Spanish and Portuguese Keyboard Music, Volume 2

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Spanish and Portuguese Keyboard Music, Volume 2

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This is the second of two volumes of Spanish and Portuguese Keyboard Music recorded by pianist Felicja Blumental. This collection presents the keyboard works of by Iberian composers, Angles, Soler, Ferrer, Freixanet and Seixas.

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Description

This is the second of two volumes of Spanish and Portuguese Keyboard Music recorded by pianist Felicja Blumental. This collection presents the keyboard works of by Iberian composers, Angles, Soler, Ferrer, Freixanet and Seixas.

Rafael Angles – Adagietto (1’59)
Rafael Angles – Fugato in B flat major (2’03)
Antonio Soler – Sonata in G minor (4’06)
Mateo Ferrer – Sonata in D major (4’22)
Freixanet – Sonata in A major (2’37)
Anon – Toccata in C major (2’58)

Carlos Seixas – Sonata in A minor

  • Allegro (3’00)
  • Minuet 2 (1’10)

Carlos Seixas – Sonata in C

  • Allegro (3’41)
  • Adagio (1’53)
  • Minuet (1’32)

Carlos Seixas – Minuet in A minor (3’05)
Carlos Seixas -Toccata in D minor (3’46)

Carlos Seixas – Sonata in F minor

  • Allegro (2’19)
  • Minuet (3’03)

Carlos Seixas -Sonata in C minor (1’40)

Carlos Seixas – Sonata in D minor

  • Moderato (1’40)
  • Giga (0’39)
  • Minuet (1’28)

Total running time (53’45)

Some may believe the music of 18th Century Iberian composers to be less interesting than the music from Germany, France and Italy of this period. However, these two volumes of keyboard music illustrate the originality of Spanish and Portuguese composers Angles, Albéniz, Cantallos, Carvalho, Ferrer, Freixanet, Jacinto, Seixas and Soler.

At the beginning of the 18th Century, Louis XI was King of Spain. He had no enthusiasm for Spanish national art and preferred foreign artists. Consequently, Italian singers and composers gradually influenced the aristocratic tastes and the court life in Spain. It was a similar situation in Portugal. When King Johan V (1707-1750) became ruler of Portugal, he set about cultivating the arts in the city of Lisbon. Portuguese musicians had the opportunity to take apprenticeships in Italy while Italian musicians, such as Domenico Scarlatti were welcomed into Lisbon to perform.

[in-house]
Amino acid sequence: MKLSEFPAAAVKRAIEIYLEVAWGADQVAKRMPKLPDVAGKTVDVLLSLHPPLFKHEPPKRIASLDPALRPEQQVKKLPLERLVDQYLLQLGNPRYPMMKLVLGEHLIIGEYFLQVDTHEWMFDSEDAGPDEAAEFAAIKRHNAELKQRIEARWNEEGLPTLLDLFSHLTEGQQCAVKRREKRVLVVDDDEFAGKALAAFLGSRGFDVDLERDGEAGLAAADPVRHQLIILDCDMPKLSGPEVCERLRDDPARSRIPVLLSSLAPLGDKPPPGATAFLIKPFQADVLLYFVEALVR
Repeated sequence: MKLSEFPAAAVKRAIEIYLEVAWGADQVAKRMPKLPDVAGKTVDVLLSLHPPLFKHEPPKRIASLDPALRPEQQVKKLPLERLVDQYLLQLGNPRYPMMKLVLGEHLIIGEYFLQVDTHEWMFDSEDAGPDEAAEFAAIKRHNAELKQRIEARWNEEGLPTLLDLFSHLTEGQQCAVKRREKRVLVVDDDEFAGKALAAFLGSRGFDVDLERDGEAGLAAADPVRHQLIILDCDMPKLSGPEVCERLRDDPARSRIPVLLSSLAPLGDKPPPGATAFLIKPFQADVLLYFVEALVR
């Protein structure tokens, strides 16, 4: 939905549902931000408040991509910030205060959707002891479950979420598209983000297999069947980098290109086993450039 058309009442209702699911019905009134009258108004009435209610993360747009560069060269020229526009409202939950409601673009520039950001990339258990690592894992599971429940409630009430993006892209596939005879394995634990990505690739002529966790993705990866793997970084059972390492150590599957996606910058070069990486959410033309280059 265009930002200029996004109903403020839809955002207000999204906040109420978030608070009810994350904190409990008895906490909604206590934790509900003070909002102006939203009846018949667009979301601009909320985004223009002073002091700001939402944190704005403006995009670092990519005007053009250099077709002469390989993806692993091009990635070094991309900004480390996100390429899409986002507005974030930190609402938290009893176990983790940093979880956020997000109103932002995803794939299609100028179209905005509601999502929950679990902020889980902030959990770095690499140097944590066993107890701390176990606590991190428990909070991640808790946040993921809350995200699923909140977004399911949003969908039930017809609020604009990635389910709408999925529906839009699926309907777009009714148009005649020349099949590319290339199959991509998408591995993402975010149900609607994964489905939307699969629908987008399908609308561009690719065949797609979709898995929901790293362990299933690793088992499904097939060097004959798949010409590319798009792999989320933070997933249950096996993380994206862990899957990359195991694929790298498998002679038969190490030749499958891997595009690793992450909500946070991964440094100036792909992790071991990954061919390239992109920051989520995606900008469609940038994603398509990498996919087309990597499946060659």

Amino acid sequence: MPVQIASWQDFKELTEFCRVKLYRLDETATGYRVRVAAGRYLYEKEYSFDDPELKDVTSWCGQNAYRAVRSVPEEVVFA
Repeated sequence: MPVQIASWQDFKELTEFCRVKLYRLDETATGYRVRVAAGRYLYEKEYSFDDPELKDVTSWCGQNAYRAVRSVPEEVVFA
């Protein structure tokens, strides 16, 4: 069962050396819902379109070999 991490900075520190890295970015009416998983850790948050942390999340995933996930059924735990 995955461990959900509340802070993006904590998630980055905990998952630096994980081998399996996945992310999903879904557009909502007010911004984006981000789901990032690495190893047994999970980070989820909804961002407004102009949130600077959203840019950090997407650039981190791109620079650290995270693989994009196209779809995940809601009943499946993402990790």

The authoritative musical figures during this time were men of the church. Father Antonio Soler was a friar, organist and composer as well as an important theoretician who dominated the musical scene in Spain. The first pianofortes were being manufactured and Soler was fortunate to have a piano at the monastery. Although he wrote for the organ, the compositional quality of his colourful keyboard works show that he had the piano in mind.

His Portuguese counterpart was José António Carlos de Seixas. Seixas became Portugal’s finest keyboard player of this period and one of the country’s most prominent and prolific classical composers who bridged the gap between Baroque and Classical eras.

Both composers did not simply duplicate Italian idioms, but developed and expanded the style while recalling their Spanish and Portuguese roots. They blended vocal-like melodies into quasi-contrapuntal lines and simple block harmonies. This formed a model on which classical composers such as Haydn and Mozart were to base their compositions.

Rafael Angles ( 1730-1816)

Father Rafael Angles was a composer and cathedral organist. He was born in Aragon in 1730 and died in 1816 (possibly in Valencia). He admired the music of Haydn but very little is known of his life as a composer or organist.